In nutrition, the diet is the total amount of food ingested by an organism or individual. It can also be called the nutrient composition of the diet, or nutricosmetics. Nutrient composition refers to the proportions of a nutrient contained in the food that determines the nutritional value of the diet. The principal components of dietary fiber, protein, fat, carbohydrate, and other nutrients are essential to humans. They are needed for living. A shortage of some of those substances in the diet leads to malnutrition, which can cause severe disease and death.
The phrase healthy diet was first used in the American Journal of Medicine in 1900. Since then, the importance of nutrition in our lives has grown considerably. The National Health and welfare survey identified diet as the single most important determinant of life expectancy of Americans. An unhealthy diet results in many health problems, including diabetes, heart disease, and high blood pressure. An optimal diet not only prolongs life, it prevents illness and prolongs health.
To obtain a balanced diet that satisfies all of the nutritional requirements of the body, it is important to learn about food categories and how their value differs from each other and from the foods themselves. Vegetables and fruit are considered to be part of a balanced diet, since they are made up of at least two-thirds of the daily calories required by humans. Some of the vegetables and fruits in a balanced diet are: leafy greens such as spinach and broccoli, sweet potatoes, and bananas. Fruits, on the other hand, are usually consumed in juice form, such as grapes and apples.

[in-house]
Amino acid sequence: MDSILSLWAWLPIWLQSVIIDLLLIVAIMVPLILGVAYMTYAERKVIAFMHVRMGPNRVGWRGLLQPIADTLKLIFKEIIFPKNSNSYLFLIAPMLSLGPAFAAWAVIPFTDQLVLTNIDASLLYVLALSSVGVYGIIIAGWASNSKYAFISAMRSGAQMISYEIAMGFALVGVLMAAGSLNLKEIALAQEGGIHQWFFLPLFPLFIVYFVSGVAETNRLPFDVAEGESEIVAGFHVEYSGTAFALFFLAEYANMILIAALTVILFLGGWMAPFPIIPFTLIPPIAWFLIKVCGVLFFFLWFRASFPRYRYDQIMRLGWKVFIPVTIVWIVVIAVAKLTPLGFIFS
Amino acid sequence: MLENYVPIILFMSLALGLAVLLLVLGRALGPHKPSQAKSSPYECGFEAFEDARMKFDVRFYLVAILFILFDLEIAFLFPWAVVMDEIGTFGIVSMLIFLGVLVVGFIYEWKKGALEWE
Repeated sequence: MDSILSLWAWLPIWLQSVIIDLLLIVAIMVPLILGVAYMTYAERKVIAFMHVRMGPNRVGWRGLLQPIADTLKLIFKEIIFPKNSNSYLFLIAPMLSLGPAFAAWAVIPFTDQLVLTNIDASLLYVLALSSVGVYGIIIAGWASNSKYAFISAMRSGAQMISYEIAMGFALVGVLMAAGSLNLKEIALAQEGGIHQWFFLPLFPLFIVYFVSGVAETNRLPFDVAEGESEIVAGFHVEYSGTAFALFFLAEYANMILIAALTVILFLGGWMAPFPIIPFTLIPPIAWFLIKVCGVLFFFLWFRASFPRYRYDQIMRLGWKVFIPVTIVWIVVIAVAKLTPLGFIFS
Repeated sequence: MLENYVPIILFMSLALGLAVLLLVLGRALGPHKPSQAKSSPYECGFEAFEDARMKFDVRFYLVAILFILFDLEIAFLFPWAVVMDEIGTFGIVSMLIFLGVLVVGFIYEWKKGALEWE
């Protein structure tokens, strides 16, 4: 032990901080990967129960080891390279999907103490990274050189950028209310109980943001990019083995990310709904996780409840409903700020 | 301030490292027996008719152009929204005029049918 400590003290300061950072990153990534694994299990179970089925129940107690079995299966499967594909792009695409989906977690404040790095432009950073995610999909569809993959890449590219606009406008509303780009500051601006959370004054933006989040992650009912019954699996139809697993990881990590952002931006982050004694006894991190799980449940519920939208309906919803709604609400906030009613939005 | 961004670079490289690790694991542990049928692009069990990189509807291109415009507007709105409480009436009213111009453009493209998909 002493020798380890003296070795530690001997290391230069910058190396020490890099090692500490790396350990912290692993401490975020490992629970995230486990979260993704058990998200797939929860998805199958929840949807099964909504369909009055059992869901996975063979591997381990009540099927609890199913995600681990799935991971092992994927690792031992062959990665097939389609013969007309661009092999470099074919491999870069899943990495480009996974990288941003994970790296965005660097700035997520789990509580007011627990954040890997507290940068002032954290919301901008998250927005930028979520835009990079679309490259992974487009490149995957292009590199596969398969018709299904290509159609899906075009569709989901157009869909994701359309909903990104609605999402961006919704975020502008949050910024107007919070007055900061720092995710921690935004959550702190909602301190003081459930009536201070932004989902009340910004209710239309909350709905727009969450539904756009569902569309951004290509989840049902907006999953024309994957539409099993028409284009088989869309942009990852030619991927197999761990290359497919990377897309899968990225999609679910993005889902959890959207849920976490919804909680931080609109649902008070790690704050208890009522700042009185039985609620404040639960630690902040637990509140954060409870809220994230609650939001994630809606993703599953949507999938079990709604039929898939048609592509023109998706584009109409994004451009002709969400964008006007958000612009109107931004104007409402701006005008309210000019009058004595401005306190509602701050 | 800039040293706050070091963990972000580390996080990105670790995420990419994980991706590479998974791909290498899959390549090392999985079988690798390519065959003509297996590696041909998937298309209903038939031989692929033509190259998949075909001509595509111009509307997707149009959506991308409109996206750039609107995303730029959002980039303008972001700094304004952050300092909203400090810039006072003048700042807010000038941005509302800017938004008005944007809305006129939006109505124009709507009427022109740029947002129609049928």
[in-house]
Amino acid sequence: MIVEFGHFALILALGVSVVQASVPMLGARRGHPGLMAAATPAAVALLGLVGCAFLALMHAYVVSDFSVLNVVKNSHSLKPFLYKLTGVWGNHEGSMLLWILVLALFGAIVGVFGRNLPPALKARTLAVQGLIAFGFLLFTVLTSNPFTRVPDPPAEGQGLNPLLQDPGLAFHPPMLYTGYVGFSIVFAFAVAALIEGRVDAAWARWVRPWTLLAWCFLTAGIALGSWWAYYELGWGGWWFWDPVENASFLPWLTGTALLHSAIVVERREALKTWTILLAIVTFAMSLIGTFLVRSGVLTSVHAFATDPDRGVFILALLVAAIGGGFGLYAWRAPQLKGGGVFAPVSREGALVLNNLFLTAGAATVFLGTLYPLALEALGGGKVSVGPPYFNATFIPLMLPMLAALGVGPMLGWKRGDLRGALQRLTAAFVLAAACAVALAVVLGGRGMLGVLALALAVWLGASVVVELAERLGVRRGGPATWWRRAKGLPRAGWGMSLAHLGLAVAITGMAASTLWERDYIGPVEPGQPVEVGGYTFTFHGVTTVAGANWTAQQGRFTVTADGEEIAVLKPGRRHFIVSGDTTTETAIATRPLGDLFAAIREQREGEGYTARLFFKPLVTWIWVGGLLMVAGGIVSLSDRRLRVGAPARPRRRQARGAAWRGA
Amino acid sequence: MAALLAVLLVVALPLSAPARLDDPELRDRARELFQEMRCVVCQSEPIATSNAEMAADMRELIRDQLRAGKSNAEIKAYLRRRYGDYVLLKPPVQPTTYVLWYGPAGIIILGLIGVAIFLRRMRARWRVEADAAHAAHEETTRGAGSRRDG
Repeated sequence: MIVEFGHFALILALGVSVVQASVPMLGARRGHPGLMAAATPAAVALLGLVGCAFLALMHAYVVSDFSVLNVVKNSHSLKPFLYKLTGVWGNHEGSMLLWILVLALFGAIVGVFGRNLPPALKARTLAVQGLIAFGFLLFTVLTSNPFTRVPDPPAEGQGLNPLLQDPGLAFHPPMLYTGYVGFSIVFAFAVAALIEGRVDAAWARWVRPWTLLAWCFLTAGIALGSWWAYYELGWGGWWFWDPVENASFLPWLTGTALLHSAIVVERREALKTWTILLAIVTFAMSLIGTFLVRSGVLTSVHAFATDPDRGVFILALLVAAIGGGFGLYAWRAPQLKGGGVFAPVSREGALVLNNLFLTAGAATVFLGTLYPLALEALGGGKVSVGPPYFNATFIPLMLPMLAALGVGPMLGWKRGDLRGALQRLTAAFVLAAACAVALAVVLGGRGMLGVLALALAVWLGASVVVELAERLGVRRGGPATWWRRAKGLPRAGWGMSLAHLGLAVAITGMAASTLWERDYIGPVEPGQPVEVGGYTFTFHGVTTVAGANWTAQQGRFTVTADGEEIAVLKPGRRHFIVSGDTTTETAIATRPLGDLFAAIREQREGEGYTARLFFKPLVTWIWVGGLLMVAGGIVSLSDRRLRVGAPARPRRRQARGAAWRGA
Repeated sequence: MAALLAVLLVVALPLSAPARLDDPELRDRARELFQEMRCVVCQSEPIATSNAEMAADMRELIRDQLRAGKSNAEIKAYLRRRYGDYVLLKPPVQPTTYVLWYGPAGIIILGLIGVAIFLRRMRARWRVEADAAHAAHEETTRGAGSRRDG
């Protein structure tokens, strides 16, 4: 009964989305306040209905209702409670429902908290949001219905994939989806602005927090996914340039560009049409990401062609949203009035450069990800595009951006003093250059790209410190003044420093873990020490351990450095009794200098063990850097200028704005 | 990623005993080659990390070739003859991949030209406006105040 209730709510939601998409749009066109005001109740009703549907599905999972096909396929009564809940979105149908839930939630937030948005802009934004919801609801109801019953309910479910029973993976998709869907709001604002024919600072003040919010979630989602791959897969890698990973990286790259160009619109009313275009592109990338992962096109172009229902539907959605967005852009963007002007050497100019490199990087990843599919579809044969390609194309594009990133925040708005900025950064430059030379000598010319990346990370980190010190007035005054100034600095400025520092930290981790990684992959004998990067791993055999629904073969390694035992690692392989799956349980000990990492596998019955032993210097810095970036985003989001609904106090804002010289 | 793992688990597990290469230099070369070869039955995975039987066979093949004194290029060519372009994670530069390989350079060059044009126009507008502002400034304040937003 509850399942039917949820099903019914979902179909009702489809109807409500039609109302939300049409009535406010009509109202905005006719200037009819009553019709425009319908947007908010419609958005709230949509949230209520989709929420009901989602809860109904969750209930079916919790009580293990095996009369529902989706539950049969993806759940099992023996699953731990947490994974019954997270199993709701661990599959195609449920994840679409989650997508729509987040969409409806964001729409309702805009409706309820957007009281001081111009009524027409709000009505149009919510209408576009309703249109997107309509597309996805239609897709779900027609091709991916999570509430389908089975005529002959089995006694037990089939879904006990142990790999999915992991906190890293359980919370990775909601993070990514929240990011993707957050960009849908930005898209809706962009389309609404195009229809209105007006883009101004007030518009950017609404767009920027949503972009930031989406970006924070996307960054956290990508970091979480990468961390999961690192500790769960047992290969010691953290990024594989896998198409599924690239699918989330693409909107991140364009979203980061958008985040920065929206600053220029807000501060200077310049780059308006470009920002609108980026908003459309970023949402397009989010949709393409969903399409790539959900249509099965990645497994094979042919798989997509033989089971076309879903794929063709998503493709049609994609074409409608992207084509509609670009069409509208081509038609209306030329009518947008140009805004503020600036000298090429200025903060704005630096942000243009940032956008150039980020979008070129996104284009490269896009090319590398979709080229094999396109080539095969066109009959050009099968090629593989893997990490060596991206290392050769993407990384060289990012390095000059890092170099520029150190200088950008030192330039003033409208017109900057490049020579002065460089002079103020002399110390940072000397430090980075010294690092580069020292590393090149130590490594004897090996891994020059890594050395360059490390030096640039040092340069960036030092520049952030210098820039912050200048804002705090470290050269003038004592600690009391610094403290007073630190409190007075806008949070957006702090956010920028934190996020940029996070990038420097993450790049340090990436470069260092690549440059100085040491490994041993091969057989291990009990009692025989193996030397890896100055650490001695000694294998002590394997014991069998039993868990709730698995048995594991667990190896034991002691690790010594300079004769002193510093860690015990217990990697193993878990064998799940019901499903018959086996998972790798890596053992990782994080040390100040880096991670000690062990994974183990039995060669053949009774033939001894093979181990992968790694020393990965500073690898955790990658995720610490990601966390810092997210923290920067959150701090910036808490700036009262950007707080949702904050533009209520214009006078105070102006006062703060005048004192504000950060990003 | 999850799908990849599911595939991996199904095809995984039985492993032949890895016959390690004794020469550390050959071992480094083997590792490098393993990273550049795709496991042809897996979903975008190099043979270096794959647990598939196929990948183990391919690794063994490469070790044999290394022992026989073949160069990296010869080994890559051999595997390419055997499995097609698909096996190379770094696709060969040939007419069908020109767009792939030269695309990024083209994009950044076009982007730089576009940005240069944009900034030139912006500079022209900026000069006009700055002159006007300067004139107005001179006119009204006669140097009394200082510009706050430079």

Diets high in protein, low in fat, and rich in carbohydrates are calling low-fat or low-calorie diets. Most people, when given a choice between a low-fat diet and a low-carbohydrate diet, choose the low-fat diet. But many people with diabetes or heart disease choose to follow low-carbohydrate diets, which are similar to the low-fat diets. Diets that are low in calorie intake but high in nutrient content are known as fad diets. The term “fad” comes from the fact that many people who follow these diets don’t stick with them long enough to reach their weight loss goals.
Diets that reduce overall dietary fat and increase consumption of foods with low-glycemic index (GI) are considered to be diets that lower the risk for developing diabetes. The term “diabetic” itself may cause some uncertainty because the diabetes disease is not solely caused by low-fat diets. There are other conditions that are commonly referred to as diabetes, including juvenile-onset diabetes, non-insulin-dependent diabetes, and gestational diabetes.
A number of dietary guidelines exist for the general population. These guidelines are provided by the US Department of Health and Human Services, which is part of the US Department of Agriculture. The Dietary Guidelines for Americans provides a list of recommended dietary allowances for most individuals, along with the estimated average amount of calories and other nutritional information. This guide was developed through the support of the American Heart Association and the U.S. Department of Agriculture. These health agencies provide support for individuals, families, and caregivers to create an individualized, healthy nutrition plan for them.